Gregor McGill: The answer to that, I think, is that we are dealing with specific offences under section 58, which is about viewing and streaming material. Prosecutors are adept at looking for other offences that would enable you to deal with the criminality, but the essence of prosecution is that you prosecute the most appropriate offence set out by the facts in front of you.

Prosecutors can sometimes shoehorn offending into other offences, but experience tells us that that can result in problems down the line because there can be technical defences to certain clauses that superficially make you think you can prosecute under those offences, although it is more difficult. Prosecutors will always try to prosecute under the most appropriate offence, and the most appropriate offence for this type of material is the section 58 offence under the 2000 Act.

Q Have there been any attempts to prosecute under different sections, such as section 5 of the Terrorism Act 2006, or is it simply a decision that prosecutors have felt unable to make because of the nature of the offence?

Gregor McGill: Most cases are fact-specific, so it is difficult to talk in general terms. In these particular cases, so much turns on the particular circumstances of each case, the particular evidence in the case and the particular conduct of the person under investigation. It is difficult to speak in generalities. Prosecutors have, of course, tried a number of offences to deal with certain criminality, but generally it is difficult to shoehorn some conduct into offences that were not specifically set out to deal with that type of offending.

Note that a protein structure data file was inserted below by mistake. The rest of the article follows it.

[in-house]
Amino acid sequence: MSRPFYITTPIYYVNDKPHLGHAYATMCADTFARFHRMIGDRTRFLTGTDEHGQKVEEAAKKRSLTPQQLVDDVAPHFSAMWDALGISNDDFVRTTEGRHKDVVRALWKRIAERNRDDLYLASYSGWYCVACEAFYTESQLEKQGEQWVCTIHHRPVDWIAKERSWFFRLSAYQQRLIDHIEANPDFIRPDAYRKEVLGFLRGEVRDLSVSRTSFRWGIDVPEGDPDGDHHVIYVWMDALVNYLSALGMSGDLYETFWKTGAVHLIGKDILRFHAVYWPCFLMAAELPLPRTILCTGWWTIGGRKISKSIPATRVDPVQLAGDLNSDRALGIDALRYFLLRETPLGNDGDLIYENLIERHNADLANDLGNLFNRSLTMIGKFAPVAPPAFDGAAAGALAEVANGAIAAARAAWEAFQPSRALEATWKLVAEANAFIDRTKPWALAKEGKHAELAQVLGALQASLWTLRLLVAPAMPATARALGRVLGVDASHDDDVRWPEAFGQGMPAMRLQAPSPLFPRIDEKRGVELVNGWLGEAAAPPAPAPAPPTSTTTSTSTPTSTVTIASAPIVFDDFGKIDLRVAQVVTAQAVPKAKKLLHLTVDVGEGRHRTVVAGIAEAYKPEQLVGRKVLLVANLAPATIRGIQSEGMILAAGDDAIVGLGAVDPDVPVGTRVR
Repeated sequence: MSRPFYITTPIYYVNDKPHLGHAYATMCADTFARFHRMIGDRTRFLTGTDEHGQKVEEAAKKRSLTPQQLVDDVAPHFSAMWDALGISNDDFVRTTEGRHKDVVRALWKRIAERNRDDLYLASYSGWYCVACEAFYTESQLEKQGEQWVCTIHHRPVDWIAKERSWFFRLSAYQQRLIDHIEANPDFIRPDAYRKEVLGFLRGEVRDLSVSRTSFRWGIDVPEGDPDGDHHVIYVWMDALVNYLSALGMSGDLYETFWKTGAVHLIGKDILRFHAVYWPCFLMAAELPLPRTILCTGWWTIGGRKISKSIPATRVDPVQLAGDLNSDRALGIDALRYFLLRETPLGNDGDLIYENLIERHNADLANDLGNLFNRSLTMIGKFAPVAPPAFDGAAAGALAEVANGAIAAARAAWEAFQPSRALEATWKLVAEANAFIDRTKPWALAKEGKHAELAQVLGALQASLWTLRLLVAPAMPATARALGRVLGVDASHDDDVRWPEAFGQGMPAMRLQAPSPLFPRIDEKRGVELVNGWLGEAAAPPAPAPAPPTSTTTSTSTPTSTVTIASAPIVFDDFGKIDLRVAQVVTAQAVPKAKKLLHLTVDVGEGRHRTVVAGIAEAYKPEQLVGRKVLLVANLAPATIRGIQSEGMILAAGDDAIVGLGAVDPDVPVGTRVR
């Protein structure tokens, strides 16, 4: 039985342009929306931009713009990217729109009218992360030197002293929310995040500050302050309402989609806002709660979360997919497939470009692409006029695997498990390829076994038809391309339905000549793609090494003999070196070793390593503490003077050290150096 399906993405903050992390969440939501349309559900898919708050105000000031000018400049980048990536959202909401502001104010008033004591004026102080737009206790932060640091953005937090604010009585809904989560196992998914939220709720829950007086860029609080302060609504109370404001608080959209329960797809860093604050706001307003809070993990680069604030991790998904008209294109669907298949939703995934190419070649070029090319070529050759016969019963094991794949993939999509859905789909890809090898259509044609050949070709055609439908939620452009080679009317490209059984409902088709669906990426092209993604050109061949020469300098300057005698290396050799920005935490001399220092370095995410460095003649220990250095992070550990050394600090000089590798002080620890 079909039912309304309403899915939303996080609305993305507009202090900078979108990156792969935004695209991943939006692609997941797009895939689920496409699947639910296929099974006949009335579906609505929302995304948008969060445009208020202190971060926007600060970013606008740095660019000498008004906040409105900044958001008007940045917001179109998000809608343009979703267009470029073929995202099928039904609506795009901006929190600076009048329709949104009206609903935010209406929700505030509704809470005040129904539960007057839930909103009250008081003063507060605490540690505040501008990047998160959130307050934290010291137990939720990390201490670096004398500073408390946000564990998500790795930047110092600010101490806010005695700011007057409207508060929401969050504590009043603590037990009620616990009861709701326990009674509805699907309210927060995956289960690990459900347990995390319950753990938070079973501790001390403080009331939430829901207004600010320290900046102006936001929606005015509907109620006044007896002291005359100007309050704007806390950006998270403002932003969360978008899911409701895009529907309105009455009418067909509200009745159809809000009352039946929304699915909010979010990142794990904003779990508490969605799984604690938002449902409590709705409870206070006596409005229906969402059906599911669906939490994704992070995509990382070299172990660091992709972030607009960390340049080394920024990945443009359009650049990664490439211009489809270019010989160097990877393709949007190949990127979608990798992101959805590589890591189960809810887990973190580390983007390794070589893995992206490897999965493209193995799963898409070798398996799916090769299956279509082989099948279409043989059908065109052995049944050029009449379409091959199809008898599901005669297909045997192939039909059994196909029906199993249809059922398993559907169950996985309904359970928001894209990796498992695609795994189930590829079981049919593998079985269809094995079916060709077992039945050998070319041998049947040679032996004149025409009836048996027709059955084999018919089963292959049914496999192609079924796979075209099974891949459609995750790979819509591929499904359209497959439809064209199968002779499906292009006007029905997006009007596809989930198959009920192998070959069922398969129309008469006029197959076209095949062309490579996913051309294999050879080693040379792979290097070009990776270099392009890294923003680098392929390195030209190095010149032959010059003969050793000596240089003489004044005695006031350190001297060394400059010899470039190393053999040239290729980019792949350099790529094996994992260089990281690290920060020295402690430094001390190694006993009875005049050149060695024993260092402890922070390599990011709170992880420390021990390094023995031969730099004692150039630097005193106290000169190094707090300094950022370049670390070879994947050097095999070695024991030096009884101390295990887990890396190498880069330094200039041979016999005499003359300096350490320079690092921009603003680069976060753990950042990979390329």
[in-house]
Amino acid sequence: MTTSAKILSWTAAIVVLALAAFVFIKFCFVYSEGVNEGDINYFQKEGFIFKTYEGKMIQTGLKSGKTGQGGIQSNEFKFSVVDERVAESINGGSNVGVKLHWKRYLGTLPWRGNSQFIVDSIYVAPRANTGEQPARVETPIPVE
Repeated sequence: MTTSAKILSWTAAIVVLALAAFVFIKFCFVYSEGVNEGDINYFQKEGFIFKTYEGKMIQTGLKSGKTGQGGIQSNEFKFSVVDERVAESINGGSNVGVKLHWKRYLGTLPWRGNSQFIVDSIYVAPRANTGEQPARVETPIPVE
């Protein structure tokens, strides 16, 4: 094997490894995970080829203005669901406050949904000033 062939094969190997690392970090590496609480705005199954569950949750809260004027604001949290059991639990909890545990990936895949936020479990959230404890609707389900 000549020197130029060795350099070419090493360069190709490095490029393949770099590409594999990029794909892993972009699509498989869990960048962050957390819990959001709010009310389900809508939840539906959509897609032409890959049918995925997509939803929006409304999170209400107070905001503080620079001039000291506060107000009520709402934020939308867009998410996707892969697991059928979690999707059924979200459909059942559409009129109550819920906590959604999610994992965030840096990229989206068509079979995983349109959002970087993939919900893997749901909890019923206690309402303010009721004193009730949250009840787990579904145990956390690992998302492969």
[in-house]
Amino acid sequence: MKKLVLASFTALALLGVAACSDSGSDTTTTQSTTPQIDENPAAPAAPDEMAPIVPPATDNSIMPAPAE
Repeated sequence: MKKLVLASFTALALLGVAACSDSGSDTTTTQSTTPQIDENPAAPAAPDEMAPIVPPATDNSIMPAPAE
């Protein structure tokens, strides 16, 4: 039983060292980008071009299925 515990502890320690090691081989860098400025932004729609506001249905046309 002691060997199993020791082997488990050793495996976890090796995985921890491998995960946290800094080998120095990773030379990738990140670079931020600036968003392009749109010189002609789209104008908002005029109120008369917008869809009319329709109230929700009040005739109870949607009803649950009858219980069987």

Q I have one more question, still on clause 3. Obviously, there is the concept of three viewings, which you referred to specifically in your opening statement, Mr Basu, but there is no time limit in the Act as it stands for viewing three times over a specified period of time. In prosecuting the offence in practice, would the Crown Prosecution Service consider the period over which the three viewings had been made?